Public Finances in Costa Rica
The pattern of public expenditure and revenue in Costa Rica
Economy of Costa Rica
The economy of Costa Rica heavily depends on tourism, agriculture, and electronics exports. Poverty has been reduced over the past 15 years, and a social safety net put into place....

 is typical of a middle income country. According the CIA World Factbook, in 2008, central government revenue was US $4,604 million, approximately 15% of GDP. Meanwhile expenditure was $4,552 million, producing a small overall surplus of $52 million.. In subsequent years, expenditure has grown faster than income, producing deficits.


The major sources of revenue are income taxes, indirect taxes, social security contributions and customs duties. According to figures prepared by the Costa Rican government for the International Monetary Fund, the basic breakdown as a percentage of GDP is as in the table below.
Item (% GDP) 2007 2008 2009
Tax revenue 15.2 15.6 13.9
Direct taxes 4.6 5.1 4.7
Sales tax 5.9 6.0 5.0
Excise, customs, and others 4.8 4.6 4.3
Nontax revenue 0.3 0.2 0.3
Contributions to social security 6.3 6.7 7.1
Operating balance of public enterprises 1.0 0.5 0.6
Total Revenues 22.8 23.1 21.9

There is no VAT
Vat or VAT may refer to:* A type of container such as a barrel, storage tank, or tub, often constructed of welded sheet stainless steel, and used for holding, storing, and processing liquids such as milk, wine, and beer...

in Costa Rica, but the there is a generally applied sales tax of 13% that, combined with excise taxes on specific consumption goods raises around half of government revenue. Income taxe rates rise with reported income, beginning at 10% for annual income over Costa Rican colón 41,112,000. As of 2010, the top rate of 30% applies to people earning in excess of Costa Rican colón 82,698,000. Nominally, employers are responsible for the bulk of social security contributions.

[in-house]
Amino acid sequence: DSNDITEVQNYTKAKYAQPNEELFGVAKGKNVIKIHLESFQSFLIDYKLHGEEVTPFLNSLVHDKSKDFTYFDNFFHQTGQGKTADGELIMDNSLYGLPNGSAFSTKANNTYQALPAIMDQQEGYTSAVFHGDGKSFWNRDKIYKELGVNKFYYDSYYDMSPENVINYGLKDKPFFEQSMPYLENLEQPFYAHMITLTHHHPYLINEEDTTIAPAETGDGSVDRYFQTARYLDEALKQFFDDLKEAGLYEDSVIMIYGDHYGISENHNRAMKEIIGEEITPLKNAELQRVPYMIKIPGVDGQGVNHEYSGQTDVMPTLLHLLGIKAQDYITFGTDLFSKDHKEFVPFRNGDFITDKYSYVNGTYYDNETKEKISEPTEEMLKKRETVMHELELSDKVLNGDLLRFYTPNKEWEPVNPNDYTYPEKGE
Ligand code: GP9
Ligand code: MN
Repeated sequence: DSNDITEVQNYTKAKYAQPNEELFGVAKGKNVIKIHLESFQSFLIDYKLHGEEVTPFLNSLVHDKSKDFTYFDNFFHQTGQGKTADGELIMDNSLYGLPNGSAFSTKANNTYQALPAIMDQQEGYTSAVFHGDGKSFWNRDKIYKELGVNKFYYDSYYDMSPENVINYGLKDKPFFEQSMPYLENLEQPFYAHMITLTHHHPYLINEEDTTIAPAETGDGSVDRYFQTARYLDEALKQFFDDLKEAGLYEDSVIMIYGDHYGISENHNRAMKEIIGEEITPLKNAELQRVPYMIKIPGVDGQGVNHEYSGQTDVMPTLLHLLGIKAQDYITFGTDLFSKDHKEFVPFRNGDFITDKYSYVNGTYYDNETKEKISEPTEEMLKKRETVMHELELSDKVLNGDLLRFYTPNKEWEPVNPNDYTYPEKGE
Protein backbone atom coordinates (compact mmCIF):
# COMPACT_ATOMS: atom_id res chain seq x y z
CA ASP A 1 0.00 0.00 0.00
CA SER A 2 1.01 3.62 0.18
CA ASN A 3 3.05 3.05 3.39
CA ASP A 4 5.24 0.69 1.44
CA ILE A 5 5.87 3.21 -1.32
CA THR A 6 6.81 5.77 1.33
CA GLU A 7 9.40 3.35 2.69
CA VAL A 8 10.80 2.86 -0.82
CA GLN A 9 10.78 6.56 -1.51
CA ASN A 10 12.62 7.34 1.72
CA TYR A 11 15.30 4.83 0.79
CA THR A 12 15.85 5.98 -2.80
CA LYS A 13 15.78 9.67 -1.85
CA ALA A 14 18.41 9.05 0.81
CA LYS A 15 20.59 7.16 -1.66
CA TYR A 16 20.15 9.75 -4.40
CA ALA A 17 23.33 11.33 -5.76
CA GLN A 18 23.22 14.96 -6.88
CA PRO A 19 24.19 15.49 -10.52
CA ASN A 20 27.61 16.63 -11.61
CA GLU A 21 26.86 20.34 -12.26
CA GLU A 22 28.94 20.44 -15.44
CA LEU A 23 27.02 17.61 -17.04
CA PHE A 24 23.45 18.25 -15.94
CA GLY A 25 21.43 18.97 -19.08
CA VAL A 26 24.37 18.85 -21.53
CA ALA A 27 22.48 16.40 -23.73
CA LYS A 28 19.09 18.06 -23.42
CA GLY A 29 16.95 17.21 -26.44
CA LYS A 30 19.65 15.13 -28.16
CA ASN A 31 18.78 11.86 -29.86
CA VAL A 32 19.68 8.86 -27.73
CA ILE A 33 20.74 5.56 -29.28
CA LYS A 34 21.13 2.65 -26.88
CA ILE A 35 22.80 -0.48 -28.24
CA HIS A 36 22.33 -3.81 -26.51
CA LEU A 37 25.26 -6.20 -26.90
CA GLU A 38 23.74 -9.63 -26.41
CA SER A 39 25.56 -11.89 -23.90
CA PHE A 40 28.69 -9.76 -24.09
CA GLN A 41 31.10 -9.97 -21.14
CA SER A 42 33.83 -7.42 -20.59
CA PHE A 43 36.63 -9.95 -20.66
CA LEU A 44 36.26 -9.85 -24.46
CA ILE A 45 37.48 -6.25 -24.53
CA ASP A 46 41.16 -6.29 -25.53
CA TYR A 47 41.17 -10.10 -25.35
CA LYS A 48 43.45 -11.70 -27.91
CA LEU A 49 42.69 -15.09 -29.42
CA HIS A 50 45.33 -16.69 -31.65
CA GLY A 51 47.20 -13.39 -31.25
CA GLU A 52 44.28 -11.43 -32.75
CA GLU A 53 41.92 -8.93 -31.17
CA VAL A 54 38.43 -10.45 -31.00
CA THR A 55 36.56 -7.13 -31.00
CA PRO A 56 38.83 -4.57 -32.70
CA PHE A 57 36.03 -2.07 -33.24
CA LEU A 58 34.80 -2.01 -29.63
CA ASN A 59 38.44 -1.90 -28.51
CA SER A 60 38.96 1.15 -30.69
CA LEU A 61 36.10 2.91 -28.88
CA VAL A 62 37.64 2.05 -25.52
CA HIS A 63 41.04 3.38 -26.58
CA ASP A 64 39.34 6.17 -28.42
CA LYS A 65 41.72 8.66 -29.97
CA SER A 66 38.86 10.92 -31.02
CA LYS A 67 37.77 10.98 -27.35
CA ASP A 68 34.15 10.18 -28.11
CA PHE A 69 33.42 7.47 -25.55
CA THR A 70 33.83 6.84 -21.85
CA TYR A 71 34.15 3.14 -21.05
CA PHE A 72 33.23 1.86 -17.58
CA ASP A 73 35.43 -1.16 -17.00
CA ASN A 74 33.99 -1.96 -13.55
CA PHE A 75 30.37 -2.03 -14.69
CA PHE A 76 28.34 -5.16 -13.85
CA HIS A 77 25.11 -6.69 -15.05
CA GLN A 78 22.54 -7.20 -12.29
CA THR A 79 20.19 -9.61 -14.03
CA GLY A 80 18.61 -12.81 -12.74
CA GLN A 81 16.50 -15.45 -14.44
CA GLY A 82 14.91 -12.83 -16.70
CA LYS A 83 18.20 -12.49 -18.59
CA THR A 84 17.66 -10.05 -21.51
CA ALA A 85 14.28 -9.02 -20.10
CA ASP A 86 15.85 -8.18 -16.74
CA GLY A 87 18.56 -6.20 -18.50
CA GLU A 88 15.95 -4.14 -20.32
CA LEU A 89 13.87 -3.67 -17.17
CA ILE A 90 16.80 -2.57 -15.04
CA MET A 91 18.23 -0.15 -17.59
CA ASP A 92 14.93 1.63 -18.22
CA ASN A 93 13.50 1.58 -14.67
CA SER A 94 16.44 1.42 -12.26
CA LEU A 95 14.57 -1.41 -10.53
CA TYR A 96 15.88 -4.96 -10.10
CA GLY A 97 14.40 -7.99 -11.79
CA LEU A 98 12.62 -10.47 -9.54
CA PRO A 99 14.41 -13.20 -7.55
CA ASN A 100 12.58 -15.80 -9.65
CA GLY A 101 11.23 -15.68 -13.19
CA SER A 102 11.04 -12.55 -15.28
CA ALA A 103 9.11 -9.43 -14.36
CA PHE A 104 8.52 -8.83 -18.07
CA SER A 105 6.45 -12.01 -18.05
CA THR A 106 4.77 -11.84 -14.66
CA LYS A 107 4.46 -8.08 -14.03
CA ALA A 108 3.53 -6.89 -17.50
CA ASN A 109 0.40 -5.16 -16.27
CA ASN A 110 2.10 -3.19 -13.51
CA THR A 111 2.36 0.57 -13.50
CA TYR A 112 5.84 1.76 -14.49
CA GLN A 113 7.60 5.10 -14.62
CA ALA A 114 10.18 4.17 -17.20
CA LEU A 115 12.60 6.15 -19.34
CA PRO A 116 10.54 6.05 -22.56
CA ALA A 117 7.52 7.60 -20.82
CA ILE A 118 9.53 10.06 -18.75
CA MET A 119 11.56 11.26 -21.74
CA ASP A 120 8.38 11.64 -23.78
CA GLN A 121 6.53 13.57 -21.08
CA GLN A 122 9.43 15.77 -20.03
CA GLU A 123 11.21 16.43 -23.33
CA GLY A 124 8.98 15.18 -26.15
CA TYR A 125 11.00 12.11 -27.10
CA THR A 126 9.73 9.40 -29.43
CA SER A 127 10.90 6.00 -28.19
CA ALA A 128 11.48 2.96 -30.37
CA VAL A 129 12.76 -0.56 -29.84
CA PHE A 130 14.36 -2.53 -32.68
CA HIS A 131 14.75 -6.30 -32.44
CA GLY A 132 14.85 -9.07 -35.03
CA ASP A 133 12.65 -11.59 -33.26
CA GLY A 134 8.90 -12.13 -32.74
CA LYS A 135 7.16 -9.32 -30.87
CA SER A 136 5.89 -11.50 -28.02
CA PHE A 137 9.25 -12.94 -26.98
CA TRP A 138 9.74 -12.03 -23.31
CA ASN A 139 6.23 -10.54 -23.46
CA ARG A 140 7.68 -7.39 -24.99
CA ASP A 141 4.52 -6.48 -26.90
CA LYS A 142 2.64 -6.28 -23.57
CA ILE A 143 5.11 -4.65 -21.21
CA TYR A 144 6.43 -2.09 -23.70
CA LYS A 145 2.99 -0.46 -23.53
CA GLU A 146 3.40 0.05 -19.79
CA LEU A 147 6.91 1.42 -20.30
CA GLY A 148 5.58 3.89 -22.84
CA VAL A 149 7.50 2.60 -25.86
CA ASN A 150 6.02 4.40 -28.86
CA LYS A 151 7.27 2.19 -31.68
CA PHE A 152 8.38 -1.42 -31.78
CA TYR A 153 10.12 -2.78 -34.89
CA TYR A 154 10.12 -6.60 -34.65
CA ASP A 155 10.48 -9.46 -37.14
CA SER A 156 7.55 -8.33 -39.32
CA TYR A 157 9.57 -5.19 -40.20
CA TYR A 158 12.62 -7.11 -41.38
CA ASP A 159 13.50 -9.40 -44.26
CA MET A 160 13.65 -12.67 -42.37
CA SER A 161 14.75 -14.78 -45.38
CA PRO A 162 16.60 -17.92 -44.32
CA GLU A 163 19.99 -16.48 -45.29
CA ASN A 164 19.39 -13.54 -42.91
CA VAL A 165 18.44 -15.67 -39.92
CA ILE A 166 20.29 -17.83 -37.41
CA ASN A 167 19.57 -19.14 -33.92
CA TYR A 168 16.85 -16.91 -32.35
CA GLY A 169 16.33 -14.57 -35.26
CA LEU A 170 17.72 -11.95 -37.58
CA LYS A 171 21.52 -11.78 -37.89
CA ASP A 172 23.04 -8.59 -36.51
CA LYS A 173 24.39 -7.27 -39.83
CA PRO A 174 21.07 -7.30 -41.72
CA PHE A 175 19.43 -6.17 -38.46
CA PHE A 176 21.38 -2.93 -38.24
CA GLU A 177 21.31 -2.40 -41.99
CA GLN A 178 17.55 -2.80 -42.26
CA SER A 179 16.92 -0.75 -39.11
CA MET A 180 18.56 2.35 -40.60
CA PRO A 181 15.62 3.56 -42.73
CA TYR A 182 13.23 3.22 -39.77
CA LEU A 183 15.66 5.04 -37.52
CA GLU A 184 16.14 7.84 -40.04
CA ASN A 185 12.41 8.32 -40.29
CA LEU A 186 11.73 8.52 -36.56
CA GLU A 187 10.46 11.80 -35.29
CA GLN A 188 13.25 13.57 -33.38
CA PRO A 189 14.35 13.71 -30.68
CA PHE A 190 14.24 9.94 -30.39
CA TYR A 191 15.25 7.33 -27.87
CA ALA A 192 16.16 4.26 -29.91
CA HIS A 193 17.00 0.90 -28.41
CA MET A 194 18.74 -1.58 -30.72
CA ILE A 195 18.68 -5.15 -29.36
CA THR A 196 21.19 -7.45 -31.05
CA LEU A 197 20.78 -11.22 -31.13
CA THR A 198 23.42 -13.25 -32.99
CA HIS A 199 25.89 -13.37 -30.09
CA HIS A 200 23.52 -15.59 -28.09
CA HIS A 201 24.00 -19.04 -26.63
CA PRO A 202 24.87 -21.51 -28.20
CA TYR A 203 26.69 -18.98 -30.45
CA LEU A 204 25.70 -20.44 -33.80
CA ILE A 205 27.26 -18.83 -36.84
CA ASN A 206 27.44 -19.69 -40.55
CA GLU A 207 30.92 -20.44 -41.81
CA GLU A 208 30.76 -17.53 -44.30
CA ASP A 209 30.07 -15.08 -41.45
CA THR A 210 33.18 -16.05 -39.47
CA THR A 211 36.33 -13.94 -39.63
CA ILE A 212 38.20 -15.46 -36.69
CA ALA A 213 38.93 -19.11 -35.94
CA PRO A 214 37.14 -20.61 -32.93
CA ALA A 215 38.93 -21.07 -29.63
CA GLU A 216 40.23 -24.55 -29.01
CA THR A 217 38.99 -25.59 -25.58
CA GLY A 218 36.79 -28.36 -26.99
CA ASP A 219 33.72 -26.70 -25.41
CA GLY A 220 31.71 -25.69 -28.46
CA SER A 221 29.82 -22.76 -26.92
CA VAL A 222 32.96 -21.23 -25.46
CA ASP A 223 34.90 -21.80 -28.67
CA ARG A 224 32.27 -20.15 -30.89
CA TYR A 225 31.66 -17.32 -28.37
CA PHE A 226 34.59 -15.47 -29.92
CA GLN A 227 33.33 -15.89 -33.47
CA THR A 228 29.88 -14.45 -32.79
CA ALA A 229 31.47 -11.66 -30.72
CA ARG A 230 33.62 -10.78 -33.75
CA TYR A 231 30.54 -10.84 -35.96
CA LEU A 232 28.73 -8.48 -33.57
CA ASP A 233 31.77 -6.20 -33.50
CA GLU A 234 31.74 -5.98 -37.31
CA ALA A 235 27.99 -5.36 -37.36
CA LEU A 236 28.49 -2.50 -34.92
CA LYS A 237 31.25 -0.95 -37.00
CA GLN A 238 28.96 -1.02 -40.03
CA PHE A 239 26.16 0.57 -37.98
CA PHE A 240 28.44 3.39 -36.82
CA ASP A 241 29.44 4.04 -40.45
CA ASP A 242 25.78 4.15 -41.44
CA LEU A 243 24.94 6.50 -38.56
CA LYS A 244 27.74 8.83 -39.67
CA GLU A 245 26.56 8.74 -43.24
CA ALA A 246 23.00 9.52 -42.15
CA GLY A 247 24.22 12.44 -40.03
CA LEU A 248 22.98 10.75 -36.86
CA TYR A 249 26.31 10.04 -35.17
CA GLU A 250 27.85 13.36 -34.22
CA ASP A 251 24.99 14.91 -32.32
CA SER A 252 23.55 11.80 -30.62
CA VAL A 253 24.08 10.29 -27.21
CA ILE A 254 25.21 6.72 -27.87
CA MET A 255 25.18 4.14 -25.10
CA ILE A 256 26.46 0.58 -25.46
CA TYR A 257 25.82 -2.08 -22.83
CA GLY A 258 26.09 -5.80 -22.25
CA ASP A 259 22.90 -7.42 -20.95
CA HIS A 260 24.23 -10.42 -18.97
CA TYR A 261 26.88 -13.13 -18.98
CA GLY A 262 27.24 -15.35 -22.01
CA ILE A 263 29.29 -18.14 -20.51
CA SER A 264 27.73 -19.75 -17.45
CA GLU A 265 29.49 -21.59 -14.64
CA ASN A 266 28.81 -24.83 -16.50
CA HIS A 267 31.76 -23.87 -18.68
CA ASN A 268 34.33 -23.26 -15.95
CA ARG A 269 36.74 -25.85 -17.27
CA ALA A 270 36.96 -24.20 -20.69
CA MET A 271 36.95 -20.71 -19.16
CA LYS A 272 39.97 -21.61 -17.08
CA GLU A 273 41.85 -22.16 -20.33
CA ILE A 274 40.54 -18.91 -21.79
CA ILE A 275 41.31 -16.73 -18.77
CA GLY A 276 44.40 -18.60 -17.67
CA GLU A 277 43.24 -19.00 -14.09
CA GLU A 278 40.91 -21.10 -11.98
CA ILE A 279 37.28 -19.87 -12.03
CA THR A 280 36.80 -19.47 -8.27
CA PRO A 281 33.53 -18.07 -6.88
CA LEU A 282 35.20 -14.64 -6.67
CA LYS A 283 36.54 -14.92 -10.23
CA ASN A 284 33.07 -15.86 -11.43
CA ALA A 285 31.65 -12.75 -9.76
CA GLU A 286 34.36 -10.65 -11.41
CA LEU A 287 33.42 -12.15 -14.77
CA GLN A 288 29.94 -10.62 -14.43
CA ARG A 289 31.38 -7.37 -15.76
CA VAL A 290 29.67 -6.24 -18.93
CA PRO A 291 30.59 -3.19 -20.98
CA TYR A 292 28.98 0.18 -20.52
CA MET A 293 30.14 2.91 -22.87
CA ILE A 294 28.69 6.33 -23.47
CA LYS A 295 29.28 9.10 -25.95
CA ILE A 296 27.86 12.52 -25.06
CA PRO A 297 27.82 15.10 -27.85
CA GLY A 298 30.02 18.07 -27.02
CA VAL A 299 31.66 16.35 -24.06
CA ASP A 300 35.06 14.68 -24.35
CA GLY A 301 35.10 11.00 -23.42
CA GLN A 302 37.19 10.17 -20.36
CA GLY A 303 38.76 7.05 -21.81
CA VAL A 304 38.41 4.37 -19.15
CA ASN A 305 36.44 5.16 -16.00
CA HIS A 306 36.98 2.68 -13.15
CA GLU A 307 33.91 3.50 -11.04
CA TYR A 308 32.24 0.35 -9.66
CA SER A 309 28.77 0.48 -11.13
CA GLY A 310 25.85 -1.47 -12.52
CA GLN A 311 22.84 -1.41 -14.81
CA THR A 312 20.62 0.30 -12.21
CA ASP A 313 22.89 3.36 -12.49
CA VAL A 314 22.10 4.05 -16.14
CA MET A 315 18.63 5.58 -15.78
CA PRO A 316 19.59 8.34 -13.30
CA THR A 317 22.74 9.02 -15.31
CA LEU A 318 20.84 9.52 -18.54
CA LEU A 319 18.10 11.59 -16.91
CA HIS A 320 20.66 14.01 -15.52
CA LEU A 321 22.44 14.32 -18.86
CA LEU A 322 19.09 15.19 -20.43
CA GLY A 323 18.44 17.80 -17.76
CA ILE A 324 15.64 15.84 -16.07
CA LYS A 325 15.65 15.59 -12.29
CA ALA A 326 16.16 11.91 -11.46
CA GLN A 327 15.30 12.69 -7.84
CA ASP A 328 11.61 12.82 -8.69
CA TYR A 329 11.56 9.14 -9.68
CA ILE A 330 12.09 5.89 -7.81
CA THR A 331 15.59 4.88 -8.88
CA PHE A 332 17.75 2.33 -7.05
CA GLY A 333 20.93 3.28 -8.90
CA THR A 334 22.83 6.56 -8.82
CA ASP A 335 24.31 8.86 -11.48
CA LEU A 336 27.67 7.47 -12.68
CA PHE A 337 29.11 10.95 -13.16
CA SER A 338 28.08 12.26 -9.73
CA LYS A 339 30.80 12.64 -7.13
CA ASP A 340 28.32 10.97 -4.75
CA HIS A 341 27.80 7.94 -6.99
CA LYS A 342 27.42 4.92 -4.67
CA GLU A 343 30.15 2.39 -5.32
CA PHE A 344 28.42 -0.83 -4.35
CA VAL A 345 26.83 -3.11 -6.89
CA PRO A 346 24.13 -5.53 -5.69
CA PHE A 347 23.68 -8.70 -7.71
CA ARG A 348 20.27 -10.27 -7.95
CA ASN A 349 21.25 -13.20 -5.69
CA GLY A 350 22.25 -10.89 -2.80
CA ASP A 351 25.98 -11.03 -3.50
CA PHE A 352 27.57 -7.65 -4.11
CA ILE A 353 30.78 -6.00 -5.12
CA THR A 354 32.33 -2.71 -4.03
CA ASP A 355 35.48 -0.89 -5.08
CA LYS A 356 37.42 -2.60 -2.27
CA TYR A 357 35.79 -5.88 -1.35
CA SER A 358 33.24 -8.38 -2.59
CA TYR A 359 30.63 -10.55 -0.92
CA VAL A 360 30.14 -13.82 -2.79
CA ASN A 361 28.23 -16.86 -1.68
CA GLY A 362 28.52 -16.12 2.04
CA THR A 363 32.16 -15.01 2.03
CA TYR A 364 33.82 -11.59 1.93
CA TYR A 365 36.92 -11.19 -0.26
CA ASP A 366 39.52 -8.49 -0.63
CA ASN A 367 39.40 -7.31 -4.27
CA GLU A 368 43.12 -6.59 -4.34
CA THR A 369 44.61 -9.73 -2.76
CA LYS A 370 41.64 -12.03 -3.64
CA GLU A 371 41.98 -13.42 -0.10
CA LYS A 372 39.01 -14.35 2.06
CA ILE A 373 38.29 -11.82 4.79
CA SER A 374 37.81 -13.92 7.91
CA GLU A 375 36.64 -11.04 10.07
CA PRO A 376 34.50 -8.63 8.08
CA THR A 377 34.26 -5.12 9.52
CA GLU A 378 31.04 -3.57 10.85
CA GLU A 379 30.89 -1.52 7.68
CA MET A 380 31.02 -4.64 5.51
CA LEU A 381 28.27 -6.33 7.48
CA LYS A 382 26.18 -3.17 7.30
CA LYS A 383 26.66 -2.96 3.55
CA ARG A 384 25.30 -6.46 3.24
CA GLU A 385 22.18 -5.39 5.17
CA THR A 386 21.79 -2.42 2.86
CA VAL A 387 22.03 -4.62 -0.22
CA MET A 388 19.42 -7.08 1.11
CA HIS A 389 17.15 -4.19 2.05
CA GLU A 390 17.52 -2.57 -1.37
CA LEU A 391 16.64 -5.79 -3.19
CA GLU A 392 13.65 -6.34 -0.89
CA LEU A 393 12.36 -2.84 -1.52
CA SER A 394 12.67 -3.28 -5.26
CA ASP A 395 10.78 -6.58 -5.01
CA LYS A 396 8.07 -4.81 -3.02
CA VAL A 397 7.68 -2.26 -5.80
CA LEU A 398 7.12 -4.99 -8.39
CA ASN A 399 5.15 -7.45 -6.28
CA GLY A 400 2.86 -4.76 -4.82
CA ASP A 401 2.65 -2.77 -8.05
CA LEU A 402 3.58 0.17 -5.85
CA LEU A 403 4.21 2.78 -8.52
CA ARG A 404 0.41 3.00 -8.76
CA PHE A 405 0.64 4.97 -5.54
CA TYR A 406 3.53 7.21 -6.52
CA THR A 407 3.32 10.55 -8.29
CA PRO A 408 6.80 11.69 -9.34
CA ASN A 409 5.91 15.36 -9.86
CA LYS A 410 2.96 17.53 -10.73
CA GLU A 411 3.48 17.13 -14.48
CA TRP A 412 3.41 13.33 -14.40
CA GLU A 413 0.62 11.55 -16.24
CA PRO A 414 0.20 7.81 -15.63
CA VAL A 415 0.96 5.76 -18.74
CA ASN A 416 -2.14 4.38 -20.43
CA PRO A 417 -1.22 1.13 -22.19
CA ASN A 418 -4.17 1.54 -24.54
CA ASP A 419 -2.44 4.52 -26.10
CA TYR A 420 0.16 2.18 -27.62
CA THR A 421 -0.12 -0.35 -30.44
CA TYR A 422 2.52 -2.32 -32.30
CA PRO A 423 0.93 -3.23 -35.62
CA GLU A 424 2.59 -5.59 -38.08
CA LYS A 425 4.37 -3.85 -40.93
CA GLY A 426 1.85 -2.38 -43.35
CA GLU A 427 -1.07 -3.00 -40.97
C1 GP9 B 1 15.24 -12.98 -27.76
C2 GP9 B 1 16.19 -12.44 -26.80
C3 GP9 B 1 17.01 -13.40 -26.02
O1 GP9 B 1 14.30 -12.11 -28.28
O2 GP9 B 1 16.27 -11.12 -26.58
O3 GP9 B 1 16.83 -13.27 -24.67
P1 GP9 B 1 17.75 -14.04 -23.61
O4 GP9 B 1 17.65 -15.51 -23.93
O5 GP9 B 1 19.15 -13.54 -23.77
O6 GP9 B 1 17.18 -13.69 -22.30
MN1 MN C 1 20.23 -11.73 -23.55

The largest components of expenditure are education (21.3% of government expenditure in 2007/08), social protection (21.1%) and healthcare (19%). There is no expenditure on defence. . In cash terms, expenditure has risen steeply: healthcare expenditure rose by a factor of 4.5 between 1999 and 2008, while social protection rose by a factor of 4 over the same period..

Borrowing and Debt.

According to the IMF (the source for the table below), in most years recently Costa Rica has run fiscal deficits, but in 2007 and 2008 small surpluses were reported. Combined with some growth of the economy this has produced a decline in the debt to GDP ratio. The year 2009 saw a significant decline in the state of public finances and the IMF is forecasting deficits from 2010 to 2013.
Item (% GDP) 2007 2008 2009 2010 (est.)
Overall balance (% GDP) 1.2 0.1 -4.0 -4.5
Combined Public Sector Debt (%GDP) 43.2 35.7 37.9 37.9

Externally held public sector debt fell from 7.7% of GDP in 2007 to 5.5% in 2008.

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